The small cookie company graduated from the Mortar accelerator program last August and has had all kinds of doors open for it ever since, Davis said.
Cincinnati Mayor John Cranley invited the business to attend his State of the City Address and bring cookie samples.
Davis Cookie Collection opened a temporary location in the Carew Tower as part of the city of Cincinnati’s Cincy Pop Shop program.
And perhaps most importantly, the company got a scholarship for 100 free hours at Findlay Kitchen. That has allowed Davis to bake many more cookies at once than she could at home and sell them at places such as Taste of Cincinnati, City Flea and the Strauss Troy Market on the Square at Fountain Square while continuing to supply cookies for her retail partners – Conscious Kitchen in Clifton and DIRT at Findlay Market.
All of that is a testament to how hard Davis and her husband are willing to work to make their business a success, said Marianne Hamilton, director of Findlay Kitchen.
“They’re willing to say yes to every opportunity we pass along to them,” Hamilton said.
'They definitely have something special'
Along the way, Davis has learned a lot about what works for the business, what customers like and what long-term business goals make sense.
The pop-up storefront, for example, attracted a diverse array of customers from the city and people from out-of-town who were visiting and gave the Davises lots of information about which cookie flavors were most popular.
Through Findlay Kitchen, Davis got a behind-the-scenes tour of Busken Bakery to get a better understanding of cookie manufacturing. And Findlay Kitchen and Mortar have helped connect the company with City Flea and the weekly Strauss Troy Market on the Square.
Next up: Davis has meetings planned with Jungle Jim’s and Clifton Market and hopes to eventually forge a partnership with Kroger stores, she said.
“Maybe within the next five or six years, we could maybe open up our own storefront and be kind of like a staple of downtown Cincinnati where people can come for a great experience or great cookies,” Davis said.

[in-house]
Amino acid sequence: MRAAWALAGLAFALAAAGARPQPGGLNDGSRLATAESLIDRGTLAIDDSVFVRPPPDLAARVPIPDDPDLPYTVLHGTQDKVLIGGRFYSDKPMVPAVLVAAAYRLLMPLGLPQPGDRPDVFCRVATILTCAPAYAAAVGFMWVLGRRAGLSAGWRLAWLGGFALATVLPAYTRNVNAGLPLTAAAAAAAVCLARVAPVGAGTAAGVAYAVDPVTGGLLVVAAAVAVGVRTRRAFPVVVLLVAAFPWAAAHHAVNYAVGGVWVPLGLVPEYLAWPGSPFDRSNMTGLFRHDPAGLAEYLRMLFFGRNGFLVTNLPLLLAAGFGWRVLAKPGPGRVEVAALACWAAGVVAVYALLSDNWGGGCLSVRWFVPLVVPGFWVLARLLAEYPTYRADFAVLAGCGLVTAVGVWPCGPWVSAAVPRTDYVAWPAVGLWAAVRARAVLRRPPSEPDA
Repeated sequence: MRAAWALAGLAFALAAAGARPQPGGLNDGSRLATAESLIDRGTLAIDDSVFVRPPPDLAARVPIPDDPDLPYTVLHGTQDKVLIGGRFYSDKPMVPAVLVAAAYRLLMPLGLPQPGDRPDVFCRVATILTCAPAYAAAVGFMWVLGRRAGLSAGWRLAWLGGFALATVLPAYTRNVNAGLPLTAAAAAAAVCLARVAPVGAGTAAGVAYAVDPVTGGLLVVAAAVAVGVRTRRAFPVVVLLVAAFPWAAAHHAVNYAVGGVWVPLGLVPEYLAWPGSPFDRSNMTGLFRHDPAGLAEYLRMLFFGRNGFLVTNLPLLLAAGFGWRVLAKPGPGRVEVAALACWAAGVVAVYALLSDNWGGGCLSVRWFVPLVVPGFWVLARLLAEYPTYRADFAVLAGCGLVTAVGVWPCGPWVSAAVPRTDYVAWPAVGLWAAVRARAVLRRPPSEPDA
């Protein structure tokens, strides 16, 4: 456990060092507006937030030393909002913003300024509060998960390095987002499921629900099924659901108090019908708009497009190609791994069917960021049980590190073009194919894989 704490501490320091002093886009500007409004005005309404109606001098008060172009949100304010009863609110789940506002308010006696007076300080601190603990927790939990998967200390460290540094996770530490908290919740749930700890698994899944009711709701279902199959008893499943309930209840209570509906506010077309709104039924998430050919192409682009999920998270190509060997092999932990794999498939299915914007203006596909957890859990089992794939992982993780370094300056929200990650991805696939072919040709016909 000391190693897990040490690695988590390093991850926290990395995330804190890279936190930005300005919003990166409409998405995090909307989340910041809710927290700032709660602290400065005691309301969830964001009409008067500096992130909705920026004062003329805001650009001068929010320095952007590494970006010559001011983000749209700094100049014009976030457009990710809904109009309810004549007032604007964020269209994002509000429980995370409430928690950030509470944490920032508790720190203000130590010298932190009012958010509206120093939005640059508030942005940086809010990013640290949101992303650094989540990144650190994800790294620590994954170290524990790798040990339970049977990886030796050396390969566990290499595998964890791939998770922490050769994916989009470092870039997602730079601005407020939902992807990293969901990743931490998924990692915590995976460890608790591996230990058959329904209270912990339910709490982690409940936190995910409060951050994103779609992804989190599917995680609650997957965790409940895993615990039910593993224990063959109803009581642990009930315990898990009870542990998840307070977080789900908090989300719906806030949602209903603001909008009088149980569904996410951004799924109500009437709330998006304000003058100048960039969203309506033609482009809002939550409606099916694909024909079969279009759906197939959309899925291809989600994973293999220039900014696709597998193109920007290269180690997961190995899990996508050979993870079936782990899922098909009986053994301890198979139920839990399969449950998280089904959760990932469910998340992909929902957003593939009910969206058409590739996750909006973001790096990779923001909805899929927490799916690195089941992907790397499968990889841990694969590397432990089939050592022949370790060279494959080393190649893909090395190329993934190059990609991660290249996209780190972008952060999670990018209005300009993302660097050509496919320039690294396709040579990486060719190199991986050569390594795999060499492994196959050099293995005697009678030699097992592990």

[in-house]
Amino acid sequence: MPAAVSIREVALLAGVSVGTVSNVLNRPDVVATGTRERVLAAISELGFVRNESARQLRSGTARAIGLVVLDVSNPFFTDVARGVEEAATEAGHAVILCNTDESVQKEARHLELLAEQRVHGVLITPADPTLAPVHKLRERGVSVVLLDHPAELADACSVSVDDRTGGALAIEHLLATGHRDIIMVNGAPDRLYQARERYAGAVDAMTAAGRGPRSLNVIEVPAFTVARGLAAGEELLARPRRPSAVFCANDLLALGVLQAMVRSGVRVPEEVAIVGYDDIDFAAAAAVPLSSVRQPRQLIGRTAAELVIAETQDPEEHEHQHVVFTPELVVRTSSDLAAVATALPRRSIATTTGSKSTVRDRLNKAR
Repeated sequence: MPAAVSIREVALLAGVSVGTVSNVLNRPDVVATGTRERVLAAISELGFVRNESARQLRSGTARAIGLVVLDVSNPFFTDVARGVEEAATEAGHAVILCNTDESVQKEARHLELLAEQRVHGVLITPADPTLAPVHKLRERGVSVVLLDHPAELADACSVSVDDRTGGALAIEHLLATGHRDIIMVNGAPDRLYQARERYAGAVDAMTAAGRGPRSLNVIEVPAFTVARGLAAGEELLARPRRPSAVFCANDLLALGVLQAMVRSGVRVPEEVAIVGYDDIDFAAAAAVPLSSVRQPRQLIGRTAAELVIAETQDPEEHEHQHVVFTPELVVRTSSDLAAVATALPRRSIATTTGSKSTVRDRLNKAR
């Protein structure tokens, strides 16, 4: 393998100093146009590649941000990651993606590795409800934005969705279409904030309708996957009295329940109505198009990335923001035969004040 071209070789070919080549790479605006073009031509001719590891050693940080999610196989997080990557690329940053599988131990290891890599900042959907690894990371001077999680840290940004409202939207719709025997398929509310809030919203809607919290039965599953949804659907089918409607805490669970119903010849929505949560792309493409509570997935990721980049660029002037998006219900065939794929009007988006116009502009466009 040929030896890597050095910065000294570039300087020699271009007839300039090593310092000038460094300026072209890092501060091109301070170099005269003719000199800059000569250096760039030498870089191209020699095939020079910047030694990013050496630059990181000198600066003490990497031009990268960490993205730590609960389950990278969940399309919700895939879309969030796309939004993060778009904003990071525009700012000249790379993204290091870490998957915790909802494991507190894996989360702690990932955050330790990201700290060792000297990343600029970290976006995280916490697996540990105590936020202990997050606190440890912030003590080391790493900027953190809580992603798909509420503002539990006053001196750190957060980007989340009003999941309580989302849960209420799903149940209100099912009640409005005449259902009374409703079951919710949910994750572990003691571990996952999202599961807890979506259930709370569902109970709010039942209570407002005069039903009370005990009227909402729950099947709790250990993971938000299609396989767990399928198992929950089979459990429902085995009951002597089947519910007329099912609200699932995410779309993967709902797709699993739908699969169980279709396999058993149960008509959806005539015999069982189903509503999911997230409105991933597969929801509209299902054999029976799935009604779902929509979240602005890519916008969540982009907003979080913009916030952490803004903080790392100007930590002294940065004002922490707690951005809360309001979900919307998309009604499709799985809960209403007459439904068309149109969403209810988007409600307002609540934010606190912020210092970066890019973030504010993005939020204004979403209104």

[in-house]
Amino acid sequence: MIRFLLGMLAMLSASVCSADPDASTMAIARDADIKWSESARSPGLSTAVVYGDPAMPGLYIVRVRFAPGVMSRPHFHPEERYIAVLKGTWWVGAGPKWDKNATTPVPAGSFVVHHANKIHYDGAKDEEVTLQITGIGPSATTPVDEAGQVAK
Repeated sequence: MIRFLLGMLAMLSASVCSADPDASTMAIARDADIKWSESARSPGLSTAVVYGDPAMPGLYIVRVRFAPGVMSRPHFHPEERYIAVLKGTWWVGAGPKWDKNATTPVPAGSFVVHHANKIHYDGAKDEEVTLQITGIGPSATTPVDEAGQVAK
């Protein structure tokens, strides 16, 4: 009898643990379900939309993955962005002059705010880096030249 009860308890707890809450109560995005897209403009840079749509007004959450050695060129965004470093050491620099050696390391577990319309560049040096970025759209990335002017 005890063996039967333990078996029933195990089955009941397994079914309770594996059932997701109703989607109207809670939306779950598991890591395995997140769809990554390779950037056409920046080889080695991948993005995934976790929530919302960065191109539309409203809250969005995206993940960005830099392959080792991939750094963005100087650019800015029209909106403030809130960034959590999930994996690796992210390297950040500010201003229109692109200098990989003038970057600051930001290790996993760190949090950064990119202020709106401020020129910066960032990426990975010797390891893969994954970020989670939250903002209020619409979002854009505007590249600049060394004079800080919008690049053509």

She envisions a place like Garrett Popcorn Shops in Chicago, which are known for their handcrafted popcorn and lure visitors inside with the smell of the popcorn cooking.
“We really want to be part of the revitalization that’s going on in downtown Cincinnati right now,” Davis said.
Fans of the Davises have little doubt that they can take the business far.
“They’re not only the nicest couple you would want to meet, but they’ve been boot-strapping this business,” Hamilton said. “They’re willing to make the sacrifices to make this business viable for them in the future.”
The couple also offers a product that is appealing because Davis makes the cookies from organic ingredients that are locally sourced when possible without the preservatives that so many other cookies have, Hamilton said, without making them too expensive.
Prices at Market on the Square were $2 per cookie or $3 per brownie. The company sells its cookies by the half dozen or dozen through its website and Facebook page.
“Her quality has not at all suffered as she’s been expanding,” Hamilton said. “They definitely have something special so we’re excited to see them grow.”
Christina and Miles Davis also have done a great job at connecting with their customers, said Sadell Bradley, the catalyst strategist at Mortar who works with graduates of the accelerator program to help them grow their businesses.
“They’re always building community around them,” Bradley said of the Davises. “They already have a group of great recipes. They have a lot of drive and determination. They have such wonderful, warm personalities. They have great potential.”
At this year’s Taste of Cincinnati, hundreds of hungry people will get to sample that potential for themselves, one sweet bite at a time.
And anyone interested in learning more about how they can support women- and minority-owned businesses can contact Sadell Bradley through Mortar’s website.
Lucy May writes about the people, places and issues that define our region – to celebrate what makes the Tri-State great and shine a spotlight on issues we need to address. She has been writing about women- and minority-owned businesses in Greater Cincinnati for nearly 20 years. To read more stories by Lucy, go to www.wcpo.com/may. To reach her, email firstname.lastname@example.org. Follow her on Twitter @LucyMayCincy.